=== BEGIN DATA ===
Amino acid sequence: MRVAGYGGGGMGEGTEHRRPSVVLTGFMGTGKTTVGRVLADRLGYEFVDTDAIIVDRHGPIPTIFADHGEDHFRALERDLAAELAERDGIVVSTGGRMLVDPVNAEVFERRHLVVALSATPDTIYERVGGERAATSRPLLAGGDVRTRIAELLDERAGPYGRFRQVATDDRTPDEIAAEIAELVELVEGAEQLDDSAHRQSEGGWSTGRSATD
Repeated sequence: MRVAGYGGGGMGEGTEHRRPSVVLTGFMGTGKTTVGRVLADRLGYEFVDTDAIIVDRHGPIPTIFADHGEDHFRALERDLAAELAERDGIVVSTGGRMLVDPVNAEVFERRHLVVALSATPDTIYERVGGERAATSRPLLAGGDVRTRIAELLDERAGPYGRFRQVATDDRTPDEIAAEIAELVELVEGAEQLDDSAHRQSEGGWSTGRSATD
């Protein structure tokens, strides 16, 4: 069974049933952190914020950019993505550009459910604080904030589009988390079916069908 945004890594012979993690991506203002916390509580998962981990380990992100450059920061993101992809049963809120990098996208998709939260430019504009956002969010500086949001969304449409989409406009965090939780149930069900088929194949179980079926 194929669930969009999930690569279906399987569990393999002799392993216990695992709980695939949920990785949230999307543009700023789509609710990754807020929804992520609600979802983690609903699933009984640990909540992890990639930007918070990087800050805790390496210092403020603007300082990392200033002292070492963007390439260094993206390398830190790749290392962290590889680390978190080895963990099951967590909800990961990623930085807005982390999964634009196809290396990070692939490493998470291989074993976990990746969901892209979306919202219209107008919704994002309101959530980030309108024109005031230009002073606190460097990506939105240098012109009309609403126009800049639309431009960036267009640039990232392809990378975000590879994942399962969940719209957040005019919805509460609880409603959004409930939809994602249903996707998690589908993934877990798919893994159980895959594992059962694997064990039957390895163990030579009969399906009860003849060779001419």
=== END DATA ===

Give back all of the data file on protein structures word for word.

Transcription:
Amino acid sequence: MRVAGYGGGGMGEGTEHRRPSVVLTGFMGTGKTTVGRVLADRLGYEFVDTDAIIVDRHGPIPTIFADHGEDHFRALERDLAAELAERDGIVVSTGGRMLVDPVNAEVFERRHLVVALSATPDTIYERVGGERAATSRPLLAGGDVRTRIAELLDERAGPYGRFRQVATDDRTPDEIAAEIAELVELVEGAEQLDDSAHRQSEGGWSTGRSATD
Repeated sequence: MRVAGYGGGGMGEGTEHRRPSVVLTGFMGTGKTTVGRVLADRLGYEFVDTDAIIVDRHGPIPTIFADHGEDHFRALERDLAAELAERDGIVVSTGGRMLVDPVNAEVFERRHLVVALSATPDTIYERVGGERAATSRPLLAGGDVRTRIAELLDERAGPYGRFRQVATDDRTPDEIAAEIAELVELVEGAEQLDDSAHRQSEGGWSTGRSATD
């Protein structure tokens, strides 16, 4: 069974049933952190914020950019993505550009459910604080904030589009988390079916069908 945004890594012979993690991506203002916390509580998962981990380990992100450059920061993101992809049963809120990098996208998709939260430019504009956002969010500086949001969304449409989409406009965090939780149930069900088929194949179980079926 194929669930969009999930690569279906399987569990393999002799392993216990695992709980695939949920990785949230999307543009700023789509609710990754807020929804992520609600979802983690609903699933009984640990909540992890990639930007918070990087800050805790390496210092403020603007300082990392200033002292070492963007390439260094993206390398830190790749290392962290590889680390978190080895963990099951967590909800990961990623930085807005982390999964634009196809290396990070692939490493998470291989074993976990990746969901892209979306919202219209107008919704994002309101959530980030309108024109005031230009002073606190460097990506939105240098012109009309609403126009800049639309431009960036267009640039990232392809990378975000590879994942399962969940719209957040005019919805509460609880409603959004409930939809994602249903996707998690589908993934877990798919893994159980895959594992059962694997064990039957390895163990030579009969399906009860003849060779001419």